Carnegie Mellon to apply synthetic vision technology to help keep snow plows safe on the road
WASHINGTON, 12 Jan. 2015. Federal transportation authorities are asking researchers at Carnegie Mellon University in Pittsburgh to borrow from defense and aerospace synthetic vision technology to develop an enhanced vision system to enable snowplow drivers to see clearly in blizzard conditions.
Officials of the U.S. Federal Highway Administration (FHWA) in Washington announced a $1.5 million contract to Carnegie Mellon on Friday for the Advanced, Low-Cost Snowplow Visual Guidance System. The FHWA is a bureau of the U.S. Department of Transportation.
Carnegie Mellon researchers will develop a prototype visual guidance system to help snowplow operators see in low- and zero-visibility conditions like blizzards, rural nighttime operations, super-cooled fog, and other high-visual-impairment situations.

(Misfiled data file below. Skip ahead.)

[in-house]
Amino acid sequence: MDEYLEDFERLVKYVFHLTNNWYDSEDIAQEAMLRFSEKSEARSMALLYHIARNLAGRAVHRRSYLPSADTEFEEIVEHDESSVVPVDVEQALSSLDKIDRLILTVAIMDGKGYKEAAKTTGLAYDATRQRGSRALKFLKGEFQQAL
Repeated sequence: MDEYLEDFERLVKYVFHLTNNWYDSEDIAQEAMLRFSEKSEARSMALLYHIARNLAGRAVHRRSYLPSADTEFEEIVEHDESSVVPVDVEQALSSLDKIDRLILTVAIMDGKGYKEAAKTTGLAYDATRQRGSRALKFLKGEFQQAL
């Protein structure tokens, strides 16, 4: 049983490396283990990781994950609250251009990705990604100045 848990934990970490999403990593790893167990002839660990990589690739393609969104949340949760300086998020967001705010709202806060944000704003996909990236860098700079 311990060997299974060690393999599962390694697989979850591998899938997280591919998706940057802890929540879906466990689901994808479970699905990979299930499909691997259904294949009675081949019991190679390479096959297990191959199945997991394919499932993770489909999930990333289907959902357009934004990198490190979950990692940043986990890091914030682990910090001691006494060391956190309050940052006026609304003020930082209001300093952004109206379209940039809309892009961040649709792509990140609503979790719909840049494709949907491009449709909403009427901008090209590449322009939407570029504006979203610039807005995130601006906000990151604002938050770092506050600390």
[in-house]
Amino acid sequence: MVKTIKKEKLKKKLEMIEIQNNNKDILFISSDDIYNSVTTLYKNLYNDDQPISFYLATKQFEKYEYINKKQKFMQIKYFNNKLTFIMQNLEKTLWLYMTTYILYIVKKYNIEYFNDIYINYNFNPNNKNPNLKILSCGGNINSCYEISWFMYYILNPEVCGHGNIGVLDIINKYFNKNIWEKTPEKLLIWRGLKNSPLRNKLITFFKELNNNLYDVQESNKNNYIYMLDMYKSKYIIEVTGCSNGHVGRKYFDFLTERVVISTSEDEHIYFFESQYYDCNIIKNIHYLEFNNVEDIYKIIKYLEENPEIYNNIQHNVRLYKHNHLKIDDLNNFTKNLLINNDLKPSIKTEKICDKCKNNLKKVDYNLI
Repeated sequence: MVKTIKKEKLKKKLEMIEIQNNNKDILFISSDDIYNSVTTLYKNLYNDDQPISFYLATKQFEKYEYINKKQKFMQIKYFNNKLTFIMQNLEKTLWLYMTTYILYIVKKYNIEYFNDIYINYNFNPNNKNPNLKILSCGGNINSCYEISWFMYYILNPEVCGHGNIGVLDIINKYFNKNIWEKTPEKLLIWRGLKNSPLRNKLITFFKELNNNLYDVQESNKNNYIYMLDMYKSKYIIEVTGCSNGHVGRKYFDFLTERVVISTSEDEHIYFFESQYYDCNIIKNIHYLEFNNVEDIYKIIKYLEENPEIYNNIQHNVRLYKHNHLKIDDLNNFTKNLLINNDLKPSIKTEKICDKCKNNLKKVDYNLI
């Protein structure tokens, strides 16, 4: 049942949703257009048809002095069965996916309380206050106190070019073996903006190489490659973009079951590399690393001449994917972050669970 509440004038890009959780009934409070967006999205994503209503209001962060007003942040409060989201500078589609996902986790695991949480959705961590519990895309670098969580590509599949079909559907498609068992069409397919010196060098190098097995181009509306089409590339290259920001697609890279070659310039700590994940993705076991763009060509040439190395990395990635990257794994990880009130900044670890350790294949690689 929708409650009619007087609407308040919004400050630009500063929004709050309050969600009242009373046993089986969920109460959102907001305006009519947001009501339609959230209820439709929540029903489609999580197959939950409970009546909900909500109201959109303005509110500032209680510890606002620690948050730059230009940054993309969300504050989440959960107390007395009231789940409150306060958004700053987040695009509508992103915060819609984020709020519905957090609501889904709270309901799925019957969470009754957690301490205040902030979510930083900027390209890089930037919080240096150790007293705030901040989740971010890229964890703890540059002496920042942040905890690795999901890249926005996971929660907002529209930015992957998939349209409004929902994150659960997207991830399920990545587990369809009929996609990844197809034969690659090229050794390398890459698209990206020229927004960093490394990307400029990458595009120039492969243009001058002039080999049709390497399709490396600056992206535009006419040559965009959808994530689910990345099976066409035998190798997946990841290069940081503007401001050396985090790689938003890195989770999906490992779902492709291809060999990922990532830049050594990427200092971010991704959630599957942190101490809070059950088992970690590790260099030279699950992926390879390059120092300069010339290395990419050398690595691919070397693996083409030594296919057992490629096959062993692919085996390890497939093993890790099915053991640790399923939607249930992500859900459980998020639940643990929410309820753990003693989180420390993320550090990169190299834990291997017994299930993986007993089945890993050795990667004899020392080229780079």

Researchers at Carnegie Mellon will gather and synthesize sensor data and display it on screens that could be installed in a snowplow's cab to help drivers plow efficiently, drive safely along their designated routes, and avoid obstructions and other vehicles in zero-visibility winter conditions.
The project will involve digital imaging, digital multidimensional mapping, global positioning systems (GPS), sensing involving radar, light direction and ranging (LiDAR), and forward-looking infrared-based (FLIR), and related emerging and existing technologies, FHWA officials say.
Federal transportation officials chose Carnegie Mellon for this project, in part, for the university's experience in advanced digital imaging and displays, including augmented reality, virtual reality, synthetic vision, and advanced user displays such as heads-up displays (HUDs), visors, and other wearable technology.
Carnegie Mellon will develop a prototype snowplow vision system that can be tested and evaluated on the road in degraded-vision conditions that will be ready for further validation, enhancement and field use. It remains to be seen how this kind of technology might be received by state and municipal labor unions -- especially if this system could track their movements via GPS.